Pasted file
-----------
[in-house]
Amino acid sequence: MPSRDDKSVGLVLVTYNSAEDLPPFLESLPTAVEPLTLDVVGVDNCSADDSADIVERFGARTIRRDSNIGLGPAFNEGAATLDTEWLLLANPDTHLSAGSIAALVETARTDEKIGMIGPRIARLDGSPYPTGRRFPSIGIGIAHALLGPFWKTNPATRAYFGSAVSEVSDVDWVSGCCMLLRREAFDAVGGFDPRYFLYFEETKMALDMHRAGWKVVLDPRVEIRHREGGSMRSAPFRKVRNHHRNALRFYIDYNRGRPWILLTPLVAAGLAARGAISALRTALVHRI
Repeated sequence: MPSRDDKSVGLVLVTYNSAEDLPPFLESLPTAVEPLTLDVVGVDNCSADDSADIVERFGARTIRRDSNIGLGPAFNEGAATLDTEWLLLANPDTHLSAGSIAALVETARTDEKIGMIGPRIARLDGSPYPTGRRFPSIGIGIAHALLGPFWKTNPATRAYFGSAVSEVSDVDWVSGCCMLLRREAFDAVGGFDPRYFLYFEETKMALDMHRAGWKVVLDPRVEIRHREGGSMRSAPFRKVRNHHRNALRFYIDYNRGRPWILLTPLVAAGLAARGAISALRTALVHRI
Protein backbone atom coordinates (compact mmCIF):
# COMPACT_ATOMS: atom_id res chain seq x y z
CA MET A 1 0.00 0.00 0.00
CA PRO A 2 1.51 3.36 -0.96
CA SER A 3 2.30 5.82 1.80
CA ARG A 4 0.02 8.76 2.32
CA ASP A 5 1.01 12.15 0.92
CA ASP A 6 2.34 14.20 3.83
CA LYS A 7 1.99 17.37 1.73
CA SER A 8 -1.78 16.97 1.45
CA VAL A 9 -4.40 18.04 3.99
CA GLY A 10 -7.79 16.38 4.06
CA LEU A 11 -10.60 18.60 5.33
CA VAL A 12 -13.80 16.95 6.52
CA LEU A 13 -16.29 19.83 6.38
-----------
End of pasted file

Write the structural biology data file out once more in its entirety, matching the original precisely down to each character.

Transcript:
[in-house]
Amino acid sequence: MPSRDDKSVGLVLVTYNSAEDLPPFLESLPTAVEPLTLDVVGVDNCSADDSADIVERFGARTIRRDSNIGLGPAFNEGAATLDTEWLLLANPDTHLSAGSIAALVETARTDEKIGMIGPRIARLDGSPYPTGRRFPSIGIGIAHALLGPFWKTNPATRAYFGSAVSEVSDVDWVSGCCMLLRREAFDAVGGFDPRYFLYFEETKMALDMHRAGWKVVLDPRVEIRHREGGSMRSAPFRKVRNHHRNALRFYIDYNRGRPWILLTPLVAAGLAARGAISALRTALVHRI
Repeated sequence: MPSRDDKSVGLVLVTYNSAEDLPPFLESLPTAVEPLTLDVVGVDNCSADDSADIVERFGARTIRRDSNIGLGPAFNEGAATLDTEWLLLANPDTHLSAGSIAALVETARTDEKIGMIGPRIARLDGSPYPTGRRFPSIGIGIAHALLGPFWKTNPATRAYFGSAVSEVSDVDWVSGCCMLLRREAFDAVGGFDPRYFLYFEETKMALDMHRAGWKVVLDPRVEIRHREGGSMRSAPFRKVRNHHRNALRFYIDYNRGRPWILLTPLVAAGLAARGAISALRTALVHRI
Protein backbone atom coordinates (compact mmCIF):
# COMPACT_ATOMS: atom_id res chain seq x y z
CA MET A 1 0.00 0.00 0.00
CA PRO A 2 1.51 3.36 -0.96
CA SER A 3 2.30 5.82 1.80
CA ARG A 4 0.02 8.76 2.32
CA ASP A 5 1.01 12.15 0.92
CA ASP A 6 2.34 14.20 3.83
CA LYS A 7 1.99 17.37 1.73
CA SER A 8 -1.78 16.97 1.45
CA VAL A 9 -4.40 18.04 3.99
CA GLY A 10 -7.79 16.38 4.06
CA LEU A 11 -10.60 18.60 5.33
CA VAL A 12 -13.80 16.95 6.52
CA LEU A 13 -16.29 19.83 6.38